the Briton which was then the largest mail steamer in the Cape
The White Star Colonial Service had been in operation only a
month or two when the Anglo-Boer War broke out and completely
upset the sailing schedules that had been arranged. The Medic
was at once taken over as a transport in Australia and her
sisters, one by one, were soon requisitioned in the same way.
Apart from these colonial liners the Boer War brought several
fine North Atlantic White Star liners to the Cape as troopships,
notably the Majestic and Britannic.
It was only several months after the Peace of Vereeniging that
the 'via Cape' service could be put satisfactorily into
operation, and the five steamers then commenced regular
four-weekly sailings. As was the case with other Australian
lines, Capetown alone was visited on the outward journey, but
homeward bound the vessels also touched at Durban. The Durban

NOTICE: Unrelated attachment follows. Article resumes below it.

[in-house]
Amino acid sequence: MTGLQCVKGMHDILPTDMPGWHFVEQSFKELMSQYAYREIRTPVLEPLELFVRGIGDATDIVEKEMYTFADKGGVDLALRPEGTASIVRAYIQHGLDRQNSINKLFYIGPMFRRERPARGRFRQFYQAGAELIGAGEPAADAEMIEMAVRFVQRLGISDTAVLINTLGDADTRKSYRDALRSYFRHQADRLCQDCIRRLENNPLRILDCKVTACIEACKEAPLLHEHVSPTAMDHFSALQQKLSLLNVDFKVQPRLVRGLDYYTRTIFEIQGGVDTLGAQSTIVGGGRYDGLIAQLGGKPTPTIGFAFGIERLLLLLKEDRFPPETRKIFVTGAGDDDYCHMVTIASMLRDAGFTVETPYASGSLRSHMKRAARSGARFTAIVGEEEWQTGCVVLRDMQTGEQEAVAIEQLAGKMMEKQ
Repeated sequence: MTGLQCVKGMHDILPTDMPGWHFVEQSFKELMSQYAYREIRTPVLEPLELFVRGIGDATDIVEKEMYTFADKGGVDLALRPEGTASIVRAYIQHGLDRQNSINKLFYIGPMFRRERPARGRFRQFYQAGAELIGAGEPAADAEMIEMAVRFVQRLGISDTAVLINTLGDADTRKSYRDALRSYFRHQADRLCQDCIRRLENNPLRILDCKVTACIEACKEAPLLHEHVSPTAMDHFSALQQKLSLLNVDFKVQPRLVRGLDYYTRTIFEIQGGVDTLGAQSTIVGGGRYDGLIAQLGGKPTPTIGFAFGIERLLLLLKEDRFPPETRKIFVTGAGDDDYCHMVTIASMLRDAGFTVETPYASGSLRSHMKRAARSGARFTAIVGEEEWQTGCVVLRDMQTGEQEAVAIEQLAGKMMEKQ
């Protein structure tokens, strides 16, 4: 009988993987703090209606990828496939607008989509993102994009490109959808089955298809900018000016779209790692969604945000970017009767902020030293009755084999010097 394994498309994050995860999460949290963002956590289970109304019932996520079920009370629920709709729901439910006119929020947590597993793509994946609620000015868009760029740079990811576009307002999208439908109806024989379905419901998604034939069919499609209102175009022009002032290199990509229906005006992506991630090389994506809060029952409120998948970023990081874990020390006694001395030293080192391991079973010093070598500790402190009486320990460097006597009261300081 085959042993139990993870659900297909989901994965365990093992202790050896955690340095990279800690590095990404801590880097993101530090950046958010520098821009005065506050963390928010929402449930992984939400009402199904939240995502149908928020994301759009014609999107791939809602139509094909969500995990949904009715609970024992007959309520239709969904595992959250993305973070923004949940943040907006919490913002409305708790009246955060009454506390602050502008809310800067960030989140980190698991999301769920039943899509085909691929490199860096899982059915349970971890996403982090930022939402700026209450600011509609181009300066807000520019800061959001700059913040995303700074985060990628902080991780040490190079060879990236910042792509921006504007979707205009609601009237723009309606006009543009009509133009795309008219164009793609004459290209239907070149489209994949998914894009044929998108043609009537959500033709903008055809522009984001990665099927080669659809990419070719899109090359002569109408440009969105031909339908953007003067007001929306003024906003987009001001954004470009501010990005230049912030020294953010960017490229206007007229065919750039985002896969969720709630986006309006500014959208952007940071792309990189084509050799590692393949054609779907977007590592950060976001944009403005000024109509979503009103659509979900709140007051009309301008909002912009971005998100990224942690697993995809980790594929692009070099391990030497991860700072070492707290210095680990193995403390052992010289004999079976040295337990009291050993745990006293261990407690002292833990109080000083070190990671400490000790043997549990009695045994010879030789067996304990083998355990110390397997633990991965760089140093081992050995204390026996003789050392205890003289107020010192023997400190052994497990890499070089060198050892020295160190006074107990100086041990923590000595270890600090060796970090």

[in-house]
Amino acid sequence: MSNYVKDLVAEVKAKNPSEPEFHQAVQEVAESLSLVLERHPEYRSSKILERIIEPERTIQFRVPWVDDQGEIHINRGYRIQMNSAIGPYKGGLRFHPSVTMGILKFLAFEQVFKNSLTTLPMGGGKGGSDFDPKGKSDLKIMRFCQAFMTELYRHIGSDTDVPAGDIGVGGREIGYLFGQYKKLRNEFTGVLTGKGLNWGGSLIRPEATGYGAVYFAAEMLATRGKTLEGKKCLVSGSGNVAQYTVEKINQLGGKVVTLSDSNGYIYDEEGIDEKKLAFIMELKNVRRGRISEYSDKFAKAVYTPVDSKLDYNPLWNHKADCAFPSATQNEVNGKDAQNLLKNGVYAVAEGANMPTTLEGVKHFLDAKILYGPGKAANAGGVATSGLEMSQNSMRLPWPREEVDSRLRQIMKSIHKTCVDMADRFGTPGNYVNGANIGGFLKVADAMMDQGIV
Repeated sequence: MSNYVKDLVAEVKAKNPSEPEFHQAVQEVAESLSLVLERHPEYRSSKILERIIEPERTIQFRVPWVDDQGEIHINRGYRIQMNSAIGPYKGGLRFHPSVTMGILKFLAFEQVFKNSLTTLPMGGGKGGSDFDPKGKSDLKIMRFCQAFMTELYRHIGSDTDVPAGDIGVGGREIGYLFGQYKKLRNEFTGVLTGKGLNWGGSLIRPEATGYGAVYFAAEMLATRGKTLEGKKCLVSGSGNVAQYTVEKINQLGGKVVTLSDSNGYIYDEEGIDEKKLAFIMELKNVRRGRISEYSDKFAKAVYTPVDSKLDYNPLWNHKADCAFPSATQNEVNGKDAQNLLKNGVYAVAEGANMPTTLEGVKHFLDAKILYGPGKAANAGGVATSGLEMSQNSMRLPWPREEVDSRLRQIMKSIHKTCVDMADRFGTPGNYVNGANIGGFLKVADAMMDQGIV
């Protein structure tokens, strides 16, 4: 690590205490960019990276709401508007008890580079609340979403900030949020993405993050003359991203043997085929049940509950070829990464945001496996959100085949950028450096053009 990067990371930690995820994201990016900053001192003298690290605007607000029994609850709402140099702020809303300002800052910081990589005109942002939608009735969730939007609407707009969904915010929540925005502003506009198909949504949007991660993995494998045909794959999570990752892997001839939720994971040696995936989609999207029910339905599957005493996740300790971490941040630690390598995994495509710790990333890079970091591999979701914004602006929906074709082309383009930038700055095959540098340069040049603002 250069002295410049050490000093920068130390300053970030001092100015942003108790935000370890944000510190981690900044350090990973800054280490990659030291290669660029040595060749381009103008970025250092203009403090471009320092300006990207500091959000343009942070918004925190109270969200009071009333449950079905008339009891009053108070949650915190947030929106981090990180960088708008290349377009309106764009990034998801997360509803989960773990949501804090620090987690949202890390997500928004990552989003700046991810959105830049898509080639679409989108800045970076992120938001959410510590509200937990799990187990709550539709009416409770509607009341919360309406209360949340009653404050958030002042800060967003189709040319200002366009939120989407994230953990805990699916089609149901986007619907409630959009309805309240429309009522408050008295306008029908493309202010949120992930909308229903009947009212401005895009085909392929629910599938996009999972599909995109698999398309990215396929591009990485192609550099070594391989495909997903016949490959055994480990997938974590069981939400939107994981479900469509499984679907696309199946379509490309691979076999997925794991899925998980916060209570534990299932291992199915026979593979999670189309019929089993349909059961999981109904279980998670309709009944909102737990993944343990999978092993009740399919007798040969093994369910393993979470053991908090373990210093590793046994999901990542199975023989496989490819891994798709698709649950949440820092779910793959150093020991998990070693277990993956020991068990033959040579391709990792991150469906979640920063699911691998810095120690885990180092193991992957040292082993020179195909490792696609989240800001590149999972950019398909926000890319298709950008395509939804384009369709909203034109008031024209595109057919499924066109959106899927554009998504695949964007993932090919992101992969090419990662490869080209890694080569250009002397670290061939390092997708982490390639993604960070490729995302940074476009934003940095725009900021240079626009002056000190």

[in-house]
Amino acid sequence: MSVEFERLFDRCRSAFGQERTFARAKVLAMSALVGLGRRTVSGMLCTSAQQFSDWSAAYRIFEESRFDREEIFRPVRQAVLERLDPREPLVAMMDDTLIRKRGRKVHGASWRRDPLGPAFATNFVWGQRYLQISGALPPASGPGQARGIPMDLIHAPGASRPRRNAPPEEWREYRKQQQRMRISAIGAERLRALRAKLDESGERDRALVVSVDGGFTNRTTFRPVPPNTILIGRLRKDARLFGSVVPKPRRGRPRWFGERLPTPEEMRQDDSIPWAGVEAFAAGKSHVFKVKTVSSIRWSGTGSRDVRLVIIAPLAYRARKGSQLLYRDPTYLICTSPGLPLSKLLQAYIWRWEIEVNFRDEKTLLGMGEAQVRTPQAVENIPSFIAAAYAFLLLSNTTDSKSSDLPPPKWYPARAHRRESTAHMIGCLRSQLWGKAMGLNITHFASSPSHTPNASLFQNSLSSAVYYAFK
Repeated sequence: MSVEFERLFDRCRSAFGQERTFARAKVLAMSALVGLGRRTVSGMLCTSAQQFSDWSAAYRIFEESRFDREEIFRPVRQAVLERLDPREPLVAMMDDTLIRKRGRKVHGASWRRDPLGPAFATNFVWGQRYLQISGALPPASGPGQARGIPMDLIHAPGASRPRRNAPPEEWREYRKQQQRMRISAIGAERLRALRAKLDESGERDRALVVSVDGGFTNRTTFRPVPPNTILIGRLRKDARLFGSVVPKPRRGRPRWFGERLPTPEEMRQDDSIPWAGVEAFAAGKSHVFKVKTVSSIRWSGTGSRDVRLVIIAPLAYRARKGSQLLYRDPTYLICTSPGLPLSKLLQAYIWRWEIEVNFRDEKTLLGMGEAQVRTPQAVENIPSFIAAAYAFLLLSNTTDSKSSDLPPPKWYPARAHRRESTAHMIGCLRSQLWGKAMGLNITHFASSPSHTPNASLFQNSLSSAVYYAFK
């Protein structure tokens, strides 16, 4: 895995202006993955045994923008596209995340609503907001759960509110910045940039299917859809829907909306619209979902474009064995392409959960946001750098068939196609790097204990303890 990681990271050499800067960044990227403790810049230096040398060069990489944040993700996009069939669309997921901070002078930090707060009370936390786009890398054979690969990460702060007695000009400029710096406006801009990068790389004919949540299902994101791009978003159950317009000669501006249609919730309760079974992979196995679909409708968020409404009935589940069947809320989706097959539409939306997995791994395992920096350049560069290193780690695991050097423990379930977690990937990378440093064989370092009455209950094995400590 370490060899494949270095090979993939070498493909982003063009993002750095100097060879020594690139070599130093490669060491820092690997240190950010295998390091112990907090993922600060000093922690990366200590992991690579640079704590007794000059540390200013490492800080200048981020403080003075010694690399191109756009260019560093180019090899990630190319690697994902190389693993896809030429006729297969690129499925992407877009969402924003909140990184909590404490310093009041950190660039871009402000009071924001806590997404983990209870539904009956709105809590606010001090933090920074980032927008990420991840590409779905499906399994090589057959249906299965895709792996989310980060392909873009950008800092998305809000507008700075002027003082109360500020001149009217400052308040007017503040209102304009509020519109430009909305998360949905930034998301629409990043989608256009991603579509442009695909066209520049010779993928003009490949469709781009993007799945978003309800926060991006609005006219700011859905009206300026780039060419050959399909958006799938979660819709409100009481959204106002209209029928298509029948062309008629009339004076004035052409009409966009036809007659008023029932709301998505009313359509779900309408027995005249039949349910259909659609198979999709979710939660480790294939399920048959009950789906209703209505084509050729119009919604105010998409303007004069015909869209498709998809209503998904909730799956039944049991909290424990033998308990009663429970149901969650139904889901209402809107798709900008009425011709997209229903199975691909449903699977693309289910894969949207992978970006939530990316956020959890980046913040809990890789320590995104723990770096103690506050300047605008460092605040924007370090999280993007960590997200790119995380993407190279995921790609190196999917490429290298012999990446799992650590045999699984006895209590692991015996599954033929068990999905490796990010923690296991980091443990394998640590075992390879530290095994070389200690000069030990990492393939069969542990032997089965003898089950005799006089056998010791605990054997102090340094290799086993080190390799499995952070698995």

call was inaugurated by the Runic in November 1903.
In March 1907 the Suevic very nearly came to grief off the coast
of Cornwall. Homeward bound with a large number of passengers
and a valuable cargo, she ran ashore during a fog off the Lizard.
(Photos available.) All on board were taken off in safety but
the Suevic remained fast on the rocks and it was expected that
she would break up within a short time. Fortunately ... the
weather remained fine and in consequence a remarkable piece of
salvage was carried out. The bows of the Suevic were
successfully severed from the after portion and leaving her
forepart on the rocks, the truncated vessel was towed round to
Southampton. There she was fitted with a new bow which had been